There was a brief moment during the worship section of a Sevenfold Puja, when we were circumambulating the stupa. Instead of mindfully kneeling, bowing and offering incense, I began falling instantly to my knees. At one point I dropped so rapidly to my knees, that as they touched the ground, for a moment I was in a state of devotional confusion, I wasn't sure exactly what it was I was supposed to do once I got down there. Regaining my composure, I fumbled my anjali mudra together, bowed and got up. For that one moment I'd given up trying to control my every action and inspiration, I just surrendered into the feeling of that moment.

What I learnt, and it seems an obvious thing to state, is that for a sense of devotion to be evoked, I need to find a way to express this physically. Not just physically, but also using my imagination - my mind needs to be engaged visualising the content of the words of a puja and prostrations. Those words themselves need to be meaningful, poetic and evocative in order to lure my emotions into engagement. If all of these three things combine, devotional practice becomes something much greater than its individual constituent parts. If devotion is an indivisible action of body, speech and mind, to stir the desire for awakening, then one of these three on their own will not be enough.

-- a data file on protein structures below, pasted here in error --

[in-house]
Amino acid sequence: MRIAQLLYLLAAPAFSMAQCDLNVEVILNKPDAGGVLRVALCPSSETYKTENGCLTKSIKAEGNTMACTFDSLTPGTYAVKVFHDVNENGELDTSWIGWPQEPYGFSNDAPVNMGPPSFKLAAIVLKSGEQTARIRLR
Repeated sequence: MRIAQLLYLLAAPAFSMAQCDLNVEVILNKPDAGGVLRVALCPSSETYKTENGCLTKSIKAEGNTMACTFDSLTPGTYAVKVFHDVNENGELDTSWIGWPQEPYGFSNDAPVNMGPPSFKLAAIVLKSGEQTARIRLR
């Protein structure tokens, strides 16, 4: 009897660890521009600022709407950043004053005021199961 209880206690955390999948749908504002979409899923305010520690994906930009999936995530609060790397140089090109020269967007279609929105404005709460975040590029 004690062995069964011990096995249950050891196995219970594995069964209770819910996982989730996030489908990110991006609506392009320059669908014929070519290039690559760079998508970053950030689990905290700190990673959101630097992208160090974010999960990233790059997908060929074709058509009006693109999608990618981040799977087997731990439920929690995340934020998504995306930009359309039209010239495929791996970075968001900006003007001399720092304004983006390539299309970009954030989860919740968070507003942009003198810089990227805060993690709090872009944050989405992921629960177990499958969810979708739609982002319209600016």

DIARY 109 - Becoming attuned to mysterious things

I returned recently from the retreat at Padmaloka called 'Entering the Mythic Realm', and now feel well engaged with the less logical, and therefore intangible aspects of my self in devotional mode. After some years of feeling not quite as open hearted in my connections Puja and Prostration Practice as I would have liked, I think I finally discovered some ways around my resistences and reservations. It's not easy to fully convey the effect of this retreat upon me by just literally describing what we did in words. I'll probable attempt to write more specifically about changes in my devotional practice later. I took along a note book and wrote in it most days. The deeper my engagement with the retreat went, the more my desire to put it all down on paper diminished. I found that I could only get a clearer sense of how my unconscious depths were responding by writing in a semi-automatic fashion, sometimes it came out as poetry, sometimes as prose. So here are a few selected highlights.

In the fertile valley, I feel impoverished.
At the foot of a mountain, I lack height.
I look at the barreness of reality,
I look, and I look, and in that looking,
I gaze empty headed, and empty eyed,
seeing only the prickliness in a peach.
Given time, a hand is useful.
Locked digits, aged and worn,
loosen with the lubrication of action.
Given time, a heart also races.
Wise men at the door,
begging - as usual,
not for gold, silver or rubies
but just to come in.
The months fly on like geese from a field,
noisily, then out of hearing.
Where nothing is,
is my reflection.
That is where the problem is,
is in my reflection,
and in this response is the is,
is that it?
or am I making is
a more complicated thing than it is?
Given time and space
nothing happens
more frequently
than one would imagine.